Incoming ranking member Sen. Mark Warner, D-Va., supports a committee to examine long-term encryption compromises.
Sen. Mark Warner, D-Va., will be the ranking Democrat on the Senate Intelligence Committee in the next Congress, leadership announced Wednesday.
That move will put an advocate for a measured approach to encryption in a key position if the issue heats up under the Trump administration. As a presidential candidate, Donald Trump advocated for government backdoors into encrypted communication and called for a boycott against Apple over the Silicon Valley company’s refusal to help the FBI crack into an encrypted iPhone used by San Bernardino shooter Syed Farook.
The move is part of a larger Democratic shuffle that could have consequences for cybersecurity priorities in Congress. Warner’s predecessor, Sen. Dianne Feinstein, D-Calif., will become ranking member of the Senate Judiciary Committee, which could consider FBI hacking powers, and Sen. Claire McCaskill, D-Mo., will take the top minority slot on Senate Homeland Security and Government Affairs, which will face a slew of cyber challenges.
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Warner has advocated a middle-of-the-road approach to the debate over cop-proof encryption systems, which law enforcement officials warn could allow terrorists and criminal communications to “go dark,” but which technologists say are vital for security.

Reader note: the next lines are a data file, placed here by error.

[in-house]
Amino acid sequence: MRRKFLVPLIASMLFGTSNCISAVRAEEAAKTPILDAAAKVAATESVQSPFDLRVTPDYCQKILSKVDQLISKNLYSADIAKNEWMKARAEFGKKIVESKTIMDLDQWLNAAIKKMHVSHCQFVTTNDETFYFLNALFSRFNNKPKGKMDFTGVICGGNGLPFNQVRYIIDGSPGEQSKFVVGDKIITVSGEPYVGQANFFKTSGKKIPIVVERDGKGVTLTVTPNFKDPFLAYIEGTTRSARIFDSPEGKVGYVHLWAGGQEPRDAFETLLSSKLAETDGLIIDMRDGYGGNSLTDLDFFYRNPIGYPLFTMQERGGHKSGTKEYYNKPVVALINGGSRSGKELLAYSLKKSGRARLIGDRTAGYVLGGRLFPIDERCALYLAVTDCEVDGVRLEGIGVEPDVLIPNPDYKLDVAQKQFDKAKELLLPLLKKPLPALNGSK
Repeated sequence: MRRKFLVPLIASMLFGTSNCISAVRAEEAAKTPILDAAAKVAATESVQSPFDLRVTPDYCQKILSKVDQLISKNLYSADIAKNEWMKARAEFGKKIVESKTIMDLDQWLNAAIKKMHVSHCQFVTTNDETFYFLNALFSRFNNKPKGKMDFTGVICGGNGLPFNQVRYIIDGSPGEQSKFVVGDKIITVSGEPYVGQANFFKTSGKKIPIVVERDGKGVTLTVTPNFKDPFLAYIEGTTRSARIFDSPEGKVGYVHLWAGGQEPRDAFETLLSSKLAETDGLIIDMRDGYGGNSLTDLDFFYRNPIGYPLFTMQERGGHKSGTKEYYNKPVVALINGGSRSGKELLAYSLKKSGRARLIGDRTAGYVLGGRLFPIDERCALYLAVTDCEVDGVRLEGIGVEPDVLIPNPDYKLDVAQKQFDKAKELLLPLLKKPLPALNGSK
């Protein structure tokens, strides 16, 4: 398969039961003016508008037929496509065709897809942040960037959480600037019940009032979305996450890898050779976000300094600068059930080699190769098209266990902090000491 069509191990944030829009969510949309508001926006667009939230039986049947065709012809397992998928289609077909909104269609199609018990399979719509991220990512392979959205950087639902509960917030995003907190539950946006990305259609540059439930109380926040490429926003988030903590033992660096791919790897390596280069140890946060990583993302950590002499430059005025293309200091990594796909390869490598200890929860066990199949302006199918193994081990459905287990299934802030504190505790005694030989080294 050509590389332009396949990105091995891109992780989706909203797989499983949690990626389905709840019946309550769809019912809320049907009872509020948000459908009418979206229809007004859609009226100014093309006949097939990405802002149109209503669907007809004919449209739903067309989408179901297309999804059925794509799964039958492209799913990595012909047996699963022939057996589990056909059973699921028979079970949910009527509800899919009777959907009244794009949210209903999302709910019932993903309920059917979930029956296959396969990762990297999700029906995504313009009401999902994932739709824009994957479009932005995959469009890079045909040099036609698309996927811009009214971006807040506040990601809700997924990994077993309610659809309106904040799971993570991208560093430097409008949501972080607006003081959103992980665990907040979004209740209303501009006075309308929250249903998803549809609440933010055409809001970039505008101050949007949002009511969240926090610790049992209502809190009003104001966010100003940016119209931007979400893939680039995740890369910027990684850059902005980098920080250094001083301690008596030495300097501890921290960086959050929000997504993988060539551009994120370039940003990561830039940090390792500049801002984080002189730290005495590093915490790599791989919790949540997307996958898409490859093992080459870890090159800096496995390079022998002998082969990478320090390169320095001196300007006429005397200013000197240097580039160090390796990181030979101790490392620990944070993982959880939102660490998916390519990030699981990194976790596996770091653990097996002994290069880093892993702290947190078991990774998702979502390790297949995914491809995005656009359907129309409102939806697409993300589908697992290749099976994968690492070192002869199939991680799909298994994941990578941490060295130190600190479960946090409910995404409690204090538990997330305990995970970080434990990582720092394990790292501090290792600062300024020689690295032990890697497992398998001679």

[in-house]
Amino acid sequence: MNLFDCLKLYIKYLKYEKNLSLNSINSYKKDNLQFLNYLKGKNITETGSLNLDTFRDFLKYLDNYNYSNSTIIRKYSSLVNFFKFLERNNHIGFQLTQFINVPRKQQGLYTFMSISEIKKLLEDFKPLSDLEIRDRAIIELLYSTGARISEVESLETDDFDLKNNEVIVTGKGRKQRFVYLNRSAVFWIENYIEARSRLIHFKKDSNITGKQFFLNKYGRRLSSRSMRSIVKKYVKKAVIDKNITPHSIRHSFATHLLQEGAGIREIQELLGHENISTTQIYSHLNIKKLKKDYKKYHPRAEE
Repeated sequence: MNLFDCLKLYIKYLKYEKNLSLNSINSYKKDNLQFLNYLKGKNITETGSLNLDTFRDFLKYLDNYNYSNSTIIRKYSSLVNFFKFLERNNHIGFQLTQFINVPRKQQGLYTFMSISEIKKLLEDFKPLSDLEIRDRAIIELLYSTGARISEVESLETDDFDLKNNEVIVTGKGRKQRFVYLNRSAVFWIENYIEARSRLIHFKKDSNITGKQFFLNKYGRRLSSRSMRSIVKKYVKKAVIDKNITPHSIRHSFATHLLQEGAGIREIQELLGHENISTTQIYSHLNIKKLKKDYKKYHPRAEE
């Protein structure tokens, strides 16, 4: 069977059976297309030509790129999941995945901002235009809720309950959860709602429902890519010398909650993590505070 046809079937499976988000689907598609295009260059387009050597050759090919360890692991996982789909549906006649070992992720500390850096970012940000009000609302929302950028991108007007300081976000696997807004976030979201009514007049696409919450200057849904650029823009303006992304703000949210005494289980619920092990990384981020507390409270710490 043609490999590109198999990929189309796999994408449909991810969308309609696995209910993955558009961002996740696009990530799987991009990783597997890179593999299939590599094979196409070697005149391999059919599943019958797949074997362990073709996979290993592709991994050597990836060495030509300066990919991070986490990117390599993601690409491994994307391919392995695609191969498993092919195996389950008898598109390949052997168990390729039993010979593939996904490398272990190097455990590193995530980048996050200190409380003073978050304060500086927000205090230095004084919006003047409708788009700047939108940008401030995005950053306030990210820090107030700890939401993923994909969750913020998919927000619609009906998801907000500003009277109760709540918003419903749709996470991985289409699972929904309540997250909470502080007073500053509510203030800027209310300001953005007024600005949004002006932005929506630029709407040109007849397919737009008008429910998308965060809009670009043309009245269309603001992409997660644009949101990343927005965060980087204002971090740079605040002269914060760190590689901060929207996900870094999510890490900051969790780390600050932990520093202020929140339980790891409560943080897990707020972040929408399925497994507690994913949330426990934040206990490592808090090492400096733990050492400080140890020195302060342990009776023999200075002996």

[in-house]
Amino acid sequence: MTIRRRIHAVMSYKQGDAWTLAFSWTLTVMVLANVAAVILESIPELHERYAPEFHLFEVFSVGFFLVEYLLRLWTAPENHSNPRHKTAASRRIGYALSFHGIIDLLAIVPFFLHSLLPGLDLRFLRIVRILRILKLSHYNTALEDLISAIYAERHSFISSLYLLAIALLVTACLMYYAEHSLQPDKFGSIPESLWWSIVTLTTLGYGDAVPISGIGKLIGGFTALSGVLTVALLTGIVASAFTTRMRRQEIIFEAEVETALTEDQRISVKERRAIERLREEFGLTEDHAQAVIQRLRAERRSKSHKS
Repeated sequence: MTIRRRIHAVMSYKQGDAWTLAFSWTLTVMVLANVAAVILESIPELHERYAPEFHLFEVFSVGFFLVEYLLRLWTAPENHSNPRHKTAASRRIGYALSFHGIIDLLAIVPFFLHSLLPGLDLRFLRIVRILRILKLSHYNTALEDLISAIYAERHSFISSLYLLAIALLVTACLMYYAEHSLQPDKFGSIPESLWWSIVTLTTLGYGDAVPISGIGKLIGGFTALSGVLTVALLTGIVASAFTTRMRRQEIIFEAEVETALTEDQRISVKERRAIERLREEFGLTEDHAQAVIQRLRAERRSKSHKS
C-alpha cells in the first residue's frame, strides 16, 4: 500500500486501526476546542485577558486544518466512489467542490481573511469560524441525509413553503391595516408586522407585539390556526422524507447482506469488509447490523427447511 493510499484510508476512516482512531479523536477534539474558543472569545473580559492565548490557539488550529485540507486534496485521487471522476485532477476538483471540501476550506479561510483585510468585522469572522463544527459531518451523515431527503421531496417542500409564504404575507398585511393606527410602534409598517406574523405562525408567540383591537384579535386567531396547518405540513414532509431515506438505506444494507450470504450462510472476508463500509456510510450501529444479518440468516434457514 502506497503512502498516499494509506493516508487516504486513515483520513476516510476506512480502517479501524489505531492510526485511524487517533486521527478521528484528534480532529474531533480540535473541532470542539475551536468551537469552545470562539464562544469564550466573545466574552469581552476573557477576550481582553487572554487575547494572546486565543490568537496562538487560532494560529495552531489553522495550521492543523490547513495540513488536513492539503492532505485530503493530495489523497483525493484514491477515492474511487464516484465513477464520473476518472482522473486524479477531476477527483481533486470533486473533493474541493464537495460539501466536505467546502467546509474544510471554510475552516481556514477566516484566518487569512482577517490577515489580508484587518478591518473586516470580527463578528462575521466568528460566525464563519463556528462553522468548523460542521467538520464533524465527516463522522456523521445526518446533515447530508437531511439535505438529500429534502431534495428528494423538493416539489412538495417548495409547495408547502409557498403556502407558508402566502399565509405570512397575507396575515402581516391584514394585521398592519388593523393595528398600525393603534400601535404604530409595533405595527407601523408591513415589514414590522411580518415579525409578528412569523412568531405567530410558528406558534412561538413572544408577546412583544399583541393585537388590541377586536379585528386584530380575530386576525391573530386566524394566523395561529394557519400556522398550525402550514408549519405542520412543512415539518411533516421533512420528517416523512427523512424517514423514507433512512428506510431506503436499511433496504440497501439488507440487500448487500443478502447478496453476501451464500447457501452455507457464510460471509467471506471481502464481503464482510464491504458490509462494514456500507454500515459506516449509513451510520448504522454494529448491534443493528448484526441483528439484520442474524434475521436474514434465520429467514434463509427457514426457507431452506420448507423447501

He introduced legislation in February to create a commission that would examine ways to balance the privacy and security benefits of strong encryption with law enforcement concerns about criminals and terrorists hiding their communications using encryption tools.
Feinstein and intelligence chairman Richard Burr, R-N.C., by contrast, floated draft legislation in April that would compel tech companies to help law enforcement access customer communications when presented with a warrant—essentially, the Apple case. That bill, which was never formally introduced, stopped short of mandating a government backdoor into encrypted communications.
Warner continues to support a long-term encryption solution developed by experts, a spokesperson said Wednesday.
Warner warned Trump “doesn’t have a lot of knowledge around the workings of government or the complexities of cyber” during a conference hosted by the government cybersecurity vendor Splunk Tuesday, but did not address the president-elect’s position on encryption.
He urged government employees and security contractors in the audience to “buck up” and continue offering ideas and innovations to make government more secure.
A House companion to Warner’s bill was sponsored by Homeland Security Committee Chairman Mike McCaul, R-Texas, an adviser to Trump on national security issues. Neither bill has passed out of committee.